15 MAY 2017


It was the U.N. Secretariat, spearheaded by then-head of the Department of Public Information, Samir Sanbar, working closely with key delegates like Chile's then-Ambassador Juan Somavia, who obtained General Assembly approval of World Press Freedom Day on 3 May 1993.

Preparations to mobilize media and public opinion started with a regional effort years earlier. Therese Paquet-Sevigny of Canada, then head of DPI, launched the first gathering in Windhoek, Namibia, in close collaboration with Alain Modoux, then Assistant Director-General of UNESCO in charge of the Programme for Freedom of Expression, Democracy and Peace. It was followed by a series of meetings at the five world's continents with similar collaborations between UN/DPI and UNESCO, culminating in a concluding one in Santiago, Chile. It was then a positive opportunity for Professor Somavia, his country's Ambassador and later Director General of its World Health Organization, to play a pivotal role in prodding delegations to gain unanimous support.

In recent years, UNESCO took a more active role than the U.N. Secretariat, which apparently did not wish to challenge member governments that oppressed the press. This year's commemoration by committees concerned with protection of reporters indicated that 74 journalists were killed during 2016, over 300 arrested or wounded while a number of journalists have experienced mistreatment and censorship. To mark the Day this year, delegations of France, Greece, and Lithuania held a conference at U.N. Headquarters "on behalf of the Group of Friends of the protection of journalists to discuss the safety of women in conflict situations." Secretary-General Guterres issued a forceful statement highlighting the indispensable voice of journalists "who go to the most dangerous places and should be protected as they stand for the right to tell the truth."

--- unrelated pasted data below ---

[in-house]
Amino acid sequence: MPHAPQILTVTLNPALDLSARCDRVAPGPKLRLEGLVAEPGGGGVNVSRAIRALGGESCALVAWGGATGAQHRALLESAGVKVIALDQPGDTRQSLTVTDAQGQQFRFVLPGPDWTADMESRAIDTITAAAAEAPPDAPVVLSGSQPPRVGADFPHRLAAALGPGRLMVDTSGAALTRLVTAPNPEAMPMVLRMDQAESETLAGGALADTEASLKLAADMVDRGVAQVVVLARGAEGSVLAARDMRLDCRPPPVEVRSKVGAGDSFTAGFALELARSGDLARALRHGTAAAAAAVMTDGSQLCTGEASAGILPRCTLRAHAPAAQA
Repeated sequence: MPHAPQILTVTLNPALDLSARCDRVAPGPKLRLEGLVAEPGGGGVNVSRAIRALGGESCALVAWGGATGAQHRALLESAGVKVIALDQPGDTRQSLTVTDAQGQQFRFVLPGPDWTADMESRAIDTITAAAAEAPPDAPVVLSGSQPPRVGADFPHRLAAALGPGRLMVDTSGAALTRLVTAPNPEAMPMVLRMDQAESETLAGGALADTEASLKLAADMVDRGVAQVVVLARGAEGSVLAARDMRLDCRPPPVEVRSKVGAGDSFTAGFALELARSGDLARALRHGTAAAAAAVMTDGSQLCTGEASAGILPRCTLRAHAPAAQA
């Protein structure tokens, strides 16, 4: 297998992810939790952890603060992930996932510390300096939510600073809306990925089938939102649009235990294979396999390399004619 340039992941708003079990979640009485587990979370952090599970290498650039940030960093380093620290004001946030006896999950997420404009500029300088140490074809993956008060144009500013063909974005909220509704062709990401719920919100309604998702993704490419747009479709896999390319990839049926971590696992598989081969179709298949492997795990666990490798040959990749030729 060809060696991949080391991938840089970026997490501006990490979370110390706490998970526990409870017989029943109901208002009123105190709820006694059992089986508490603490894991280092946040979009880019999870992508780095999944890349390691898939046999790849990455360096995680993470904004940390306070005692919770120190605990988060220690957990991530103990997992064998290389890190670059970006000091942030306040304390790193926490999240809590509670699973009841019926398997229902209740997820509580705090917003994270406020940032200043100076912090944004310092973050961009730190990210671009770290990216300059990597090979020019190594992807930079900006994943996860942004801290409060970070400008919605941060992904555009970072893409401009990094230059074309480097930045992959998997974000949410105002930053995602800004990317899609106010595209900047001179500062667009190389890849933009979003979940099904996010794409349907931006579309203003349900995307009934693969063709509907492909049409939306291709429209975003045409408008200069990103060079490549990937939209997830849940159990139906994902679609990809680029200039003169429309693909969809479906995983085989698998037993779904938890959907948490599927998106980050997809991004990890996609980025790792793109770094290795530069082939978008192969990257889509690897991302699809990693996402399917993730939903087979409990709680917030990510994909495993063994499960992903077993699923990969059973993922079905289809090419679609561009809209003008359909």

For some unexplained reason, UN/DPI decided to hold a meeting -- not on 3 May -- but on 4 May. It was arranged by the competent Hawa Diallo of the Non-Governmental Organization on "Critical Minds for Critical Times." The lack of highlighted, significant relevance of that professionally, courageously and morally adopted Free Press Day seems to overlook the Department's own role in inspiring World Press Freedom Day. Let's hope for a more appropriate commemoration next year. Meanwhile, it was quipped that the current fellow in charge would have more interest in World Tuna Day.